Simply allowing each to claim territory from the state, and allowing them to manage that territory on their own, does not suffice to settle the real problems that arise from differences in location value. What happens when the state is completely abolished, and one side wishes to expand? What happens when it is discovered that one side has complete control over a natural resource that the other side needs to continue its way of life? Here, the anarcho-communists would argue that the social nature of the private community stops at its border, where it becomes an antisocial barrier to others. Unless a system of property can be found between the ancaps and ancoms, which incorporates them both, but also settles disputes of this nature, their property systems will still be found to be at odds.
I think the resolution can be uncovered by approaching the situation as an egoist, and treating others as egoists. An egoist does not get caught up in ideological chains, but asks the question—much like that found in game theory—of optimization, and all while recognizing the unique characteristics of the ego at hand. An egoist treats property as a matter of what can efficiently be controlled. Imagining two egoists, how will they decide on the system of property? It will be the system that works best for each, and only while working for each. In the case this does not occur immediately, ongoing learning and disputes will lead imperfectly, but persistently, in this direction. This is the story of economic conflict throughout history.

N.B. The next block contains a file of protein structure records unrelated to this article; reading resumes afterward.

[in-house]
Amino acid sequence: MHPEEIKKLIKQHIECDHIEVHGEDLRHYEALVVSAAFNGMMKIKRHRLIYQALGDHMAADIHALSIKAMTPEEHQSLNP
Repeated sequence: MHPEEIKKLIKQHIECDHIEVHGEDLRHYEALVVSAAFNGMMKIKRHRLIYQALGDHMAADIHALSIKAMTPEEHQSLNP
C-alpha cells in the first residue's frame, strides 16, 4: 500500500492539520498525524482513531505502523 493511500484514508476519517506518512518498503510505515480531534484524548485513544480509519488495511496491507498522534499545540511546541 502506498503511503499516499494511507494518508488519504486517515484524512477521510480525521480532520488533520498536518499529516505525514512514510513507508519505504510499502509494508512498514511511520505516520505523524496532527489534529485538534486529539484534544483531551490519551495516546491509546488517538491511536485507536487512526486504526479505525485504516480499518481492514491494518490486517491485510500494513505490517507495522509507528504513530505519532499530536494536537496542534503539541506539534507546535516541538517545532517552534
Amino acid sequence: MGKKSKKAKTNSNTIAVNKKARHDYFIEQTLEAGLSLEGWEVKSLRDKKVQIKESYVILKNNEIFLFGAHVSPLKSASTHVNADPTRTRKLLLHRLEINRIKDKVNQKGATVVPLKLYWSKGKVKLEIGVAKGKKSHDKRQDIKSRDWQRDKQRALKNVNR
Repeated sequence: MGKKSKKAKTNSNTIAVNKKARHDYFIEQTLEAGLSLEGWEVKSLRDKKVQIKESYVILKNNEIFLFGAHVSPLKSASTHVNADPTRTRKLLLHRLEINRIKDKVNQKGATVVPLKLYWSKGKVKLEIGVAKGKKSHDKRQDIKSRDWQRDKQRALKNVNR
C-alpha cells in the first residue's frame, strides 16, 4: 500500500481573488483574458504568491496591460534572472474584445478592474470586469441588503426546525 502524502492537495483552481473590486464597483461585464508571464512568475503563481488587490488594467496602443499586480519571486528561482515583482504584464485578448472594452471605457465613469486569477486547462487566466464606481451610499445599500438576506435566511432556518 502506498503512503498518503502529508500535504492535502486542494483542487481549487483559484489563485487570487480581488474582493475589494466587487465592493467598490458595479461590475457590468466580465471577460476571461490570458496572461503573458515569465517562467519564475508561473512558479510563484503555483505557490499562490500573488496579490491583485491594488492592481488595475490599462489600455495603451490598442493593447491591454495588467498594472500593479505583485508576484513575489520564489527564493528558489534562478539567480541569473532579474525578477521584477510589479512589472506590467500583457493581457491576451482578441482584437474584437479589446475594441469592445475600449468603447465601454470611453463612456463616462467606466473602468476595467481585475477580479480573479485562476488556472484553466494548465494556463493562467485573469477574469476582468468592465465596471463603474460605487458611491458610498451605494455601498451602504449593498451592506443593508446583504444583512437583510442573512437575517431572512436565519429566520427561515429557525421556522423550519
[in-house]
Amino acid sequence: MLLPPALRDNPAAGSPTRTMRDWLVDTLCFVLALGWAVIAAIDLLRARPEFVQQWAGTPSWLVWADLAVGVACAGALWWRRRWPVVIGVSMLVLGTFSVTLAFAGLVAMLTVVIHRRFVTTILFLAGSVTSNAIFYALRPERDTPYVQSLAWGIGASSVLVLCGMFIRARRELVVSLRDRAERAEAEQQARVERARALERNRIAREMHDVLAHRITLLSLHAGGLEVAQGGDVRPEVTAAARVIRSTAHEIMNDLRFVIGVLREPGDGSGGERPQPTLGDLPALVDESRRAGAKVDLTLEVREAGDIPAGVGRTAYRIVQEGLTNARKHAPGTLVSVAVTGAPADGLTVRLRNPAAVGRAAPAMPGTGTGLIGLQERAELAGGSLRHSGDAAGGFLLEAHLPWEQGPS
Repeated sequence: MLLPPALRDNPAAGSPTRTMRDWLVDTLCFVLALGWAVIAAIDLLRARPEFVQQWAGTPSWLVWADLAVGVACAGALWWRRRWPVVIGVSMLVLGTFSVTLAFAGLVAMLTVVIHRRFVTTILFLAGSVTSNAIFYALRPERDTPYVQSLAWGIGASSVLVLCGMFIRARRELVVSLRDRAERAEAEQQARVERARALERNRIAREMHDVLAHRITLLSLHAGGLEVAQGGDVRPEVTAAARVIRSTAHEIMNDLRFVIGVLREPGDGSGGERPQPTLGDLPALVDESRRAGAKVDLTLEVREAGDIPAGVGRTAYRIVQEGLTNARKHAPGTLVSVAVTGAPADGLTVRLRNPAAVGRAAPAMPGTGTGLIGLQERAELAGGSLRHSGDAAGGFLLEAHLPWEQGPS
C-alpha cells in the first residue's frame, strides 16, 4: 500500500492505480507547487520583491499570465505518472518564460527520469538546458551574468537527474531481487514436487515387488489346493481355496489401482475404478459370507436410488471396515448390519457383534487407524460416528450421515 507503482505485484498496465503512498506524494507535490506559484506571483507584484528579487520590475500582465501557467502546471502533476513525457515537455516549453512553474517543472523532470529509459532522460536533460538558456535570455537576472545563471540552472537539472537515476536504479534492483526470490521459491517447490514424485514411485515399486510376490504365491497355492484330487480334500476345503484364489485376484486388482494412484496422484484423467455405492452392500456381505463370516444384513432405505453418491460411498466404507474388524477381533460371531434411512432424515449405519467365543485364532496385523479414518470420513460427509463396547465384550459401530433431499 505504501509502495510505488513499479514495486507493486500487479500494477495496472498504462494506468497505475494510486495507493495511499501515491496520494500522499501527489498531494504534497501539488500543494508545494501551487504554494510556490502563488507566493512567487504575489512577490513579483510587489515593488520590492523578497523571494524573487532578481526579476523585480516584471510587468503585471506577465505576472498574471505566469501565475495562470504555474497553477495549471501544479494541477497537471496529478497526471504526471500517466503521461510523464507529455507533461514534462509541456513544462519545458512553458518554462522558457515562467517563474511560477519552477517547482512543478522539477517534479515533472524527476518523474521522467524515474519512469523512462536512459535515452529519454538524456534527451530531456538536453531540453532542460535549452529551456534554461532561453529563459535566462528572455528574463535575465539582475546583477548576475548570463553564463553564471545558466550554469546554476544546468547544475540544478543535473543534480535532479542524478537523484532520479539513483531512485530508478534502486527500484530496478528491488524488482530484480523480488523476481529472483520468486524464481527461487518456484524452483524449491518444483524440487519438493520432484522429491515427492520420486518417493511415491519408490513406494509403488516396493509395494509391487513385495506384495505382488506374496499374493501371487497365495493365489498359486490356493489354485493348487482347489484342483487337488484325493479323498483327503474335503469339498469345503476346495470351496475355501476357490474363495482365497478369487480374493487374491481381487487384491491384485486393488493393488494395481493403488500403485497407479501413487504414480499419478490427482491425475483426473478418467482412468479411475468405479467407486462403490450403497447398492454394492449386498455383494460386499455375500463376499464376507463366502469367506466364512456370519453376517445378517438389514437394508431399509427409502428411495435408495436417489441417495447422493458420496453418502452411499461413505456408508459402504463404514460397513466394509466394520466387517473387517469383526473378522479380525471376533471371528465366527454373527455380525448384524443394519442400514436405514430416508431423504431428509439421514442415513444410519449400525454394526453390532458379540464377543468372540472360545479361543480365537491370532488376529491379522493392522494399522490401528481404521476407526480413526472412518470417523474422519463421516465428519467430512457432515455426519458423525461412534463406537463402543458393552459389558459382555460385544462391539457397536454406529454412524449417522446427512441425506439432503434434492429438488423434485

The disputes between egos in the market—buyer and seller—have resulted in a final synthesis, a settlement between the forces of supply and demand, the sale. Now, the sale in real life exists between people who inherit a system of property rights from their government. What is being exchanged is property granted by the government, and which enters the market from involuntary origins based in government force. A buyer and seller can agree on the price, without agreeing on the nature of property rights. Indeed, this happens every time a communist, who disputes the claim to property, makes a voluntary purchase at the grocery store. I argue that original property claims need to be put under the same competition that products are, and similarly agreed upon. Capitalism and communism are but forces of supply and demand, but as it relates to property which has not yet hit the market, lacking an undisputed claimant. The disputed claimants, so long as they can maintain their claim by force, may then put their disputed property on the market or gift it, allowing for a voluntary exchange of involuntary property.
Whether we hold that the Earth is a gift from God or Nature to all of humanity, or that we were born on this planet without having an original claim from the beginning, it must be understood that all of us— amidst this vacuum of legality, this tort without judge (except for necessity, or outcome)— have a demand for its resources. We can continue to sort conflicts of demand out with force, or we can forgo its costs, and sort it out logically, and through contract. But whatever could be the basis of this contract? What principle can bring these two sides together?